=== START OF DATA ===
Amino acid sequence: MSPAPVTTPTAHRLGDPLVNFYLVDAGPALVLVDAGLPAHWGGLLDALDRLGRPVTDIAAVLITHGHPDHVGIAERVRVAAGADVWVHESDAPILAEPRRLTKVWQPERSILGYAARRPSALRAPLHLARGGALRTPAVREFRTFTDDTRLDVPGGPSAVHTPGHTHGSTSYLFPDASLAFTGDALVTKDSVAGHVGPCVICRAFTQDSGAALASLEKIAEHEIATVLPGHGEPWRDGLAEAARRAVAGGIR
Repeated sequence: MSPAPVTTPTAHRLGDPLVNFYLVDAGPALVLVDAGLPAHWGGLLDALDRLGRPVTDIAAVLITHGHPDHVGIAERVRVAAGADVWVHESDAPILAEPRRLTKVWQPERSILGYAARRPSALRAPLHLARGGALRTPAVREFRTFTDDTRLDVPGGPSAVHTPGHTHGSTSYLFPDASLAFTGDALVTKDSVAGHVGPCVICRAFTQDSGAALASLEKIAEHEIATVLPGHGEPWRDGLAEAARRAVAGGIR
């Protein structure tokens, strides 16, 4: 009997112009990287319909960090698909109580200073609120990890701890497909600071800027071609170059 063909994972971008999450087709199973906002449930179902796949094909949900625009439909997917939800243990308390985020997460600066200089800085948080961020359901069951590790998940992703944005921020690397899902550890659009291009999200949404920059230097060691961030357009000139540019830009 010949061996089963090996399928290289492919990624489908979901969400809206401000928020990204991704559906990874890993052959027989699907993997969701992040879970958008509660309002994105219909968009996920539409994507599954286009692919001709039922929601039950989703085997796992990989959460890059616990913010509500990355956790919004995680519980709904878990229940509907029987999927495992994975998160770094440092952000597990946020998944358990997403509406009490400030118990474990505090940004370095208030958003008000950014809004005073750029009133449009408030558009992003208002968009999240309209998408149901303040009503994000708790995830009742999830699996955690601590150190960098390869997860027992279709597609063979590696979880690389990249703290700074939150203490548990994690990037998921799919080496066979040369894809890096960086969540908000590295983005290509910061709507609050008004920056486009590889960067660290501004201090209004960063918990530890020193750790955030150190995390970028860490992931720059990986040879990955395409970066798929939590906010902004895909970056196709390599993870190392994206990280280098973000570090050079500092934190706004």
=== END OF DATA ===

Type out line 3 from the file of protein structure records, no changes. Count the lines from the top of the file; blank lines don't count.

């Protein structure tokens, strides 16, 4: 009997112009990287319909960090698909109580200073609120990890701890497909600071800027071609170059 063909994972971008999450087709199973906002449930179902796949094909949900625009439909997917939800243990308390985020997460600066200089800085948080961020359901069951590790998940992703944005921020690397899902550890659009291009999200949404920059230097060691961030357009000139540019830009 010949061996089963090996399928290289492919990624489908979901969400809206401000928020990204991704559906990874890993052959027989699907993997969701992040879970958008509660309002994105219909968009996920539409994507599954286009692919001709039922929601039950989703085997796992990989959460890059616990913010509500990355956790919004995680519980709904878990229940509907029987999927495992994975998160770094440092952000597990946020998944358990997403509406009490400030118990474990505090940004370095208030958003008000950014809004005073750029009133449009408030558009992003208002968009999240309209998408149901303040009503994000708790995830009742999830699996955690601590150190960098390869997860027992279709597609063979590696979880690389990249703290700074939150203490548990994690990037998921799919080496066979040369894809890096960086969540908000590295983005290509910061709507609050008004920056486009590889960067660290501004201090209004960063918990530890020193750790955030150190995390970028860490992931720059990986040879990955395409970066798929939590906010902004895909970056196709390599993870190392994206990280280098973000570090050079500092934190706004």